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Marketing Win/Marketing Fail: Full of beans

From Hollywood A-listers to canned foodstuffs. There were lots of examples of successful and not-so-successful marketing to pick from for this instalment but two in particular caught our attention this week. They offer contrasting perspectives on the old adage, “If at first, you don’t succeed…” Persistence can bear results in marketing and when you fail, often it pays to dust yourself off and try again. Other times, it’s better to cut your losses and start fresh. But then again, that’s easy for us to say with the benefit of hindsight.

Marketing Win: TransLink/Seth Rogen

Not so long ago, TransLink was facing a PR nightmare. It had just announced the new voice of the PA system on Vancouver’s SkyTrain and Bus services was going to be Morgan Freeman. The news was greeted enthusiastically until another story broke about a group of women who accused Freeman of “inappropriate behaviour” on a movie set.

The voiceover, which was part of a campaign to inform passengers they could now use VISA to pay for trips on the public transit network, looked to be over before it started after TransLink announced it would not be going ahead with the already-recorded Freeman announcements in light of the allegations.

Cue Vancouver’s own Seth Rogen to the rescue. After a local journalist tweeted that she would love to hear the Canadian actor’s voice on the SkyTrain, he replied to her saying he would be willing to act as a replacement. Shortly afterwards, TransLink tweeted Rogen to say “Let’s DM and talk.” Sliding in the DMs seemed to work because a few weeks later an official announcement was made that Rogen would be filling in the vacant spot.

The news was welcomed by Vancouverites. I mean, who doesn’t love the idea of hearing Rogen’s infectious laughter on the bus? If Seth Rogen told us to expect delays on the Canada Line, we wouldn’t even get mad.

From a marketing standpoint, this worked out very well for TransLink. Faced with a scandal that threatened to derail what was meant to be a fun campaign, they acted swiftly to cut ties with Freeman. They then capitalized on a seemingly minor social media interaction to secure Seth Rogen’s services and save the campaign. The actor, meanwhile, has earned some bonus goodwill by helping out his hometown.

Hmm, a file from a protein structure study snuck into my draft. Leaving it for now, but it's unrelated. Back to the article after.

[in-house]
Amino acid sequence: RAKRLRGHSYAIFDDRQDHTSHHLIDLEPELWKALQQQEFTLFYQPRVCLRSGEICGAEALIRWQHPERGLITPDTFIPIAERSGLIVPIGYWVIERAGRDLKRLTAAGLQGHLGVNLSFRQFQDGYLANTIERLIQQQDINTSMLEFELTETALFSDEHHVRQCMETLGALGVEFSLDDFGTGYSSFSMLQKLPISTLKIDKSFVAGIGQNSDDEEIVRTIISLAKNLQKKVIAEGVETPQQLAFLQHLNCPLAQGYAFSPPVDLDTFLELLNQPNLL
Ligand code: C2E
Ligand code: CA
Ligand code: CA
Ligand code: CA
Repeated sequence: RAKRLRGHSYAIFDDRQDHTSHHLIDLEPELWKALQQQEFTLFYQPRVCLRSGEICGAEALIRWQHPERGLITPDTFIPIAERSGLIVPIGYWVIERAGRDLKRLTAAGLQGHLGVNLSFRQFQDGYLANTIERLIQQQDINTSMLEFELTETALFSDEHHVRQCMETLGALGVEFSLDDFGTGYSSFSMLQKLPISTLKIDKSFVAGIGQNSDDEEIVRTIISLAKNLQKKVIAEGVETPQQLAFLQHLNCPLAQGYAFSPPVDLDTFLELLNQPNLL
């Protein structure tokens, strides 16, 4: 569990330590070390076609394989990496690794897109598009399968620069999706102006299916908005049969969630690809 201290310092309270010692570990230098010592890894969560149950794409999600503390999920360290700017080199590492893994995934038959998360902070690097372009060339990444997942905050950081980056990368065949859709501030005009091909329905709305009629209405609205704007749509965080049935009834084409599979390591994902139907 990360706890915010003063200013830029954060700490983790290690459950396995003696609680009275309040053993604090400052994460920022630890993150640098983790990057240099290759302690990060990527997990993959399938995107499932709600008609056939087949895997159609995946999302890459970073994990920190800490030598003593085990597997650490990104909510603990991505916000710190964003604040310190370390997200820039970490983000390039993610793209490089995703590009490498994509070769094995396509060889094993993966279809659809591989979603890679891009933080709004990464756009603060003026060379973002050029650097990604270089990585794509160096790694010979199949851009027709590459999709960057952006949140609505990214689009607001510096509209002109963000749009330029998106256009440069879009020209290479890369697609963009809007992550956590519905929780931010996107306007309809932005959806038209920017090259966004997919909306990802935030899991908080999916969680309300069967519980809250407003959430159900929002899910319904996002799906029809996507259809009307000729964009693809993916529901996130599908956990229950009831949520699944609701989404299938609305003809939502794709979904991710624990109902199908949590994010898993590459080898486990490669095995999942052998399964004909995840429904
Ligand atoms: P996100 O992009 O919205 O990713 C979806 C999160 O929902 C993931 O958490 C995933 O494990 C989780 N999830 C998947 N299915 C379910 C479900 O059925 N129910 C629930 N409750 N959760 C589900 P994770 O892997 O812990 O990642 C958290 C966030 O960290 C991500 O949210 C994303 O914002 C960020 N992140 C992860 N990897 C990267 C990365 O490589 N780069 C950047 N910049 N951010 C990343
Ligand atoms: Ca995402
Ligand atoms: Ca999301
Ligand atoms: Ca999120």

The very public nature of the story also counted in their favour. The fact it all originated on social media meant people were able to follow the process all the way through and excitement for the campaign has surely benefited as a result.

Marketing Fail: Heinz

Canned food giant Heinz got into some hot water over one of its recent ads which was banned in the UK for breaching advertising code. It depicted a couple comparing the nutritional content of a can of baked beans with a protein shake.

The offending commercial featured a man drinking a protein shake after exercising and telling his family about its health benefits. His partner then takes her bowl of baked beans out of the microwave, with a caption on the screen explaining the beans are high in protein and fibre and low in fat.

It was actually Heinz’s second attempt at comparing its beans to a protein shake after a previous version was banned by the Advertising Standards Agency last year.

The company took a gamble by trying to salvage its first failed campaign but it blew up in its face once again.

The bold claims seemingly being made in this marketing concept perhaps meant it was doomed from the outset. Going from baked beans to health shakes is a huge mental hurdle for consumers to get over. We get that it’s meant to be ironic but we just don’t know who this ad is aimed at.

Baked beans are never going to be as popular among health junkies as faddy foods like kale or avocado. If they were targeting mums with this ad, do they really expect them to believe eating canned beans will suddenly turn them into a swimsuit model?

advertising, brands, marketing, marketing win/marketing fail